Woodstock 50 Clips & Pix: Tim Hardin/If I Were A Carpenter (Part 1 of 4)

Today 50 years ago, Woodstock kicked off in Bethel, N.Y. To celebrate one of the most pivotal moments in music history, I decided to feature a different clip for each of the four anniversary dates. While my recent Woodstock post was fairly long, I still felt I had to leave out lots of great music. This four-part mini series will feature additional songs.

August 15, 1969 was a Friday. The above clip shows one of the performers on the festival’s opening day, Tim Hardin, who played in the evening (from 9:20 to 9:45 pm ET, according to Wikipedia). Written by him, If I Were A Carpenter became the American folk singer’s best known song, which first appeared on his second studio album, Tim Hardin 2, released in April 1967.

The tune was covered by many other artists, including Bobby Darin, Joan Baez, The Four Tops, Johnny Cash and June Carter, Bob Seger and Robert Plant. Darin’s cover turned out to be the highest charting, peaking at no. 8 on the Billboard Hot 100. Hardin’s original was a top 40 hit.

Sources: Wikipedia, YouTube

They All Went Down To Yasgur’s Farm, And Everywhere There Was Song And Celebration

…By the time we got to Woodstock/We were half a million strong/And everywhere was a song and a celebration/And I dreamed I saw the bomber death planes/Riding shotgun in the sky/Turning into butterflies/Above our nation… (excerpt from Joni Mitchell tune Woodstock)

Next week is the 50th anniversary of Woodstock, which took place from August 15-18, 1969. Much has been written about this festival, which officially was titled the Woodstock Music & Art Fair. The initiators Michael LangArtie KornfeldJoel Rosenman and John P. Roberts. The selection of the venue, which ended up being Max Yasgur’s 600-acre dairy farm in Bethel, N.Y. The acts who were not invited or and those who were but chose to decline or didn’t make it there. The artists who performed at the event. The overcrowding with an audience exceeding 400,000 people, more than twice the 200,000 that had been expected, based on advance sales of 186,000 tickets. The mud bath conditions resulting from bad weather.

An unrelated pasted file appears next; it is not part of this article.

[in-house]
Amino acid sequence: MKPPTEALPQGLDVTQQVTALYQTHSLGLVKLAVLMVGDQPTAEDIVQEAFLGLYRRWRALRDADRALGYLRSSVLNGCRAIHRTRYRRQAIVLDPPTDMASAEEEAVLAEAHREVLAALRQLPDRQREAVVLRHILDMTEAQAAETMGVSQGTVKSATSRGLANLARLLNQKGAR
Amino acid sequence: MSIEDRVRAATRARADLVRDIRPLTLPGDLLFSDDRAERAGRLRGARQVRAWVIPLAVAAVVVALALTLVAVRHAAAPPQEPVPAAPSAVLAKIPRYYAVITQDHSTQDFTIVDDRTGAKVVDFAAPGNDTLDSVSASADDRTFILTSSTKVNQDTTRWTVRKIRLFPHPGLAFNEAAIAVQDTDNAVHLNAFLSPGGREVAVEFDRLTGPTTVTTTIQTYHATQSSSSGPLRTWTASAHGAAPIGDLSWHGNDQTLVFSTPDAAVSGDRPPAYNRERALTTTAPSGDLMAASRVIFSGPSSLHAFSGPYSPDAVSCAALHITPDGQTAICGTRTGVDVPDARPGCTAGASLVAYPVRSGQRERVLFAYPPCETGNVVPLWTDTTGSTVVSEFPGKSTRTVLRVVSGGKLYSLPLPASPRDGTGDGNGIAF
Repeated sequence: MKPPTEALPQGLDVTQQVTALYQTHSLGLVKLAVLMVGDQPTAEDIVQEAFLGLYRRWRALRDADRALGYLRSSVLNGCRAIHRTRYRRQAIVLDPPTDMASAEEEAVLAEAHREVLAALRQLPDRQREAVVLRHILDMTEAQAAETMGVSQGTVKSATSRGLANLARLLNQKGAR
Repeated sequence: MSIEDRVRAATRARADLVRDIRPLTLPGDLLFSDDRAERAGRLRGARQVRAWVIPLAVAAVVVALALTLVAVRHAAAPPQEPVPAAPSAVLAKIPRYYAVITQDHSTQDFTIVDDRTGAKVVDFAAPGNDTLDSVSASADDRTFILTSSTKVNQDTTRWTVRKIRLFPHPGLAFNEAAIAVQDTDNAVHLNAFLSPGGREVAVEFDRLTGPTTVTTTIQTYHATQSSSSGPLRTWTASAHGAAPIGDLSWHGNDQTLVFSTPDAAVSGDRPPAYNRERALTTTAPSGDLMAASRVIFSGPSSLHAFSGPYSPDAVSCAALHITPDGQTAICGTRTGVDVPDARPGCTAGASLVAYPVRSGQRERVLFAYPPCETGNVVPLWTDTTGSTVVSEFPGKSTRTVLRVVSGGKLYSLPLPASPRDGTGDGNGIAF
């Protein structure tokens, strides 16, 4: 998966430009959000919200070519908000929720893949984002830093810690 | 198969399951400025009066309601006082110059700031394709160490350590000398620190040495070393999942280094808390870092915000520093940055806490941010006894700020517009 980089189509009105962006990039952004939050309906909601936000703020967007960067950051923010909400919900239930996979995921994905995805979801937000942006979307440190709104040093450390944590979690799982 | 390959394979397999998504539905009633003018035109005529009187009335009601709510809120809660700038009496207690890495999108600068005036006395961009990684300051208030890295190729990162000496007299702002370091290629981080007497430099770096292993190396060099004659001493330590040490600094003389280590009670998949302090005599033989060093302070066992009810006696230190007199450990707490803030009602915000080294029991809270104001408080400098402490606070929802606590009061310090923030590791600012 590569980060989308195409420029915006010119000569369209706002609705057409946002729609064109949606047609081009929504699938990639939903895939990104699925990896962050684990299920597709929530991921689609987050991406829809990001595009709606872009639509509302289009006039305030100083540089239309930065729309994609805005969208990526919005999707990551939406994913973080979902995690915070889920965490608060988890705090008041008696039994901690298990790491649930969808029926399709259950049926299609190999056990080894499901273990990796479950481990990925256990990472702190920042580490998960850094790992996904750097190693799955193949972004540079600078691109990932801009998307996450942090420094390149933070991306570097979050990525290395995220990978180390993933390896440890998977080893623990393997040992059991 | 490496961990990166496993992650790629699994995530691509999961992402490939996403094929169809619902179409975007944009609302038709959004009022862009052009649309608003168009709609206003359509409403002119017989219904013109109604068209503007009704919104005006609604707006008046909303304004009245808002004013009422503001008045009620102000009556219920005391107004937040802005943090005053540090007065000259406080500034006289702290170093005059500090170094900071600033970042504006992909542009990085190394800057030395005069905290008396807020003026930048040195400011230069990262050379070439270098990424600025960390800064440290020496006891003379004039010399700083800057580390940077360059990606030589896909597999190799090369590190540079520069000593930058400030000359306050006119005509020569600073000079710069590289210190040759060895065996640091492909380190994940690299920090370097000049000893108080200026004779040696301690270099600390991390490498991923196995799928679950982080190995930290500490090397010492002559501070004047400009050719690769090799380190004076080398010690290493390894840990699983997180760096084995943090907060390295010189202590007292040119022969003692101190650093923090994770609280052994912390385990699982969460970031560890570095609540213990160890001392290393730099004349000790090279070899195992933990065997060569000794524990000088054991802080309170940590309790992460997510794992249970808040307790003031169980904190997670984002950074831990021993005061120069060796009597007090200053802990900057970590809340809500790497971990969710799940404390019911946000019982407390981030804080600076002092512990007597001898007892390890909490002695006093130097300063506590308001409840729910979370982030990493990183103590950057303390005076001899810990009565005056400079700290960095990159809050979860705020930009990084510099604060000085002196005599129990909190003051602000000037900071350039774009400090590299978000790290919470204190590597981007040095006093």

Woodstock Poster

As a huge fan of music from that era, it felt natural to commemorate this extraordinary moment in 20th Century entertainment history. At the same time, I did not want to create yet another write-up that recaps the history. Instead, this post focuses on what my blog is supposed to be all about: Music I love and therefore like to celebrate. Following are some performance highlights from Woodstock. Since I didn’t have strong feelings about a particular order, I decided to go chronologically.

Let’s kick it off with Richie Havens, the opening act on the first day, Friday, August 15, in the late afternoon, and his riveting performance of Freedom. It was an improvised encore based on the traditional spiritual Motherless Child. “When you hear me play that long intro, it’s me stalling. I was thinking, ‘What the hell am I going to sing?'” he later explained, according to Songfacts. “I think the word ‘freedom’ came out of my mouth because I saw it in front of me. I saw the freedom that we were looking for. And every person was sharing it, and so that word came out.” Sounds like a cool story.

Sweet Sir Galahad is a tune by Joan Baez. Like in other cases at Woodstock, her performance predated the actual recording and release of the song, which first appeared on her 1970 studio album One Day At A Time. BTW, when Baez played it at the festival, it was already past 1:00 am on Saturday, August 16. In order to squeeze the 32 acts into the three days, many artists ended up performing after midnight. As you might imagine, some weren’t exactly happy about it.

Undoubtedly, one of Woodstock’s highlights I’ve seen is Soul Sacrifice by Santana. The band played on Saturday afternoon. Credited to Carlos Santana (guitar), Gregg Rolie (keyboards), David Brown (bass) and Marcus Malone (congas), Soul Sacrifice was included on the band’s eponymous studio debut album, released two weeks after their iconic appearance at the festival. I’ve watched this clip many times, and it continues to give me goosebumps. These guys were lightening up the stage. Live music doesn’t get much better than that. This appearance in and of itself already would have justified Santana’s place in music history. Of course, there was much more to come.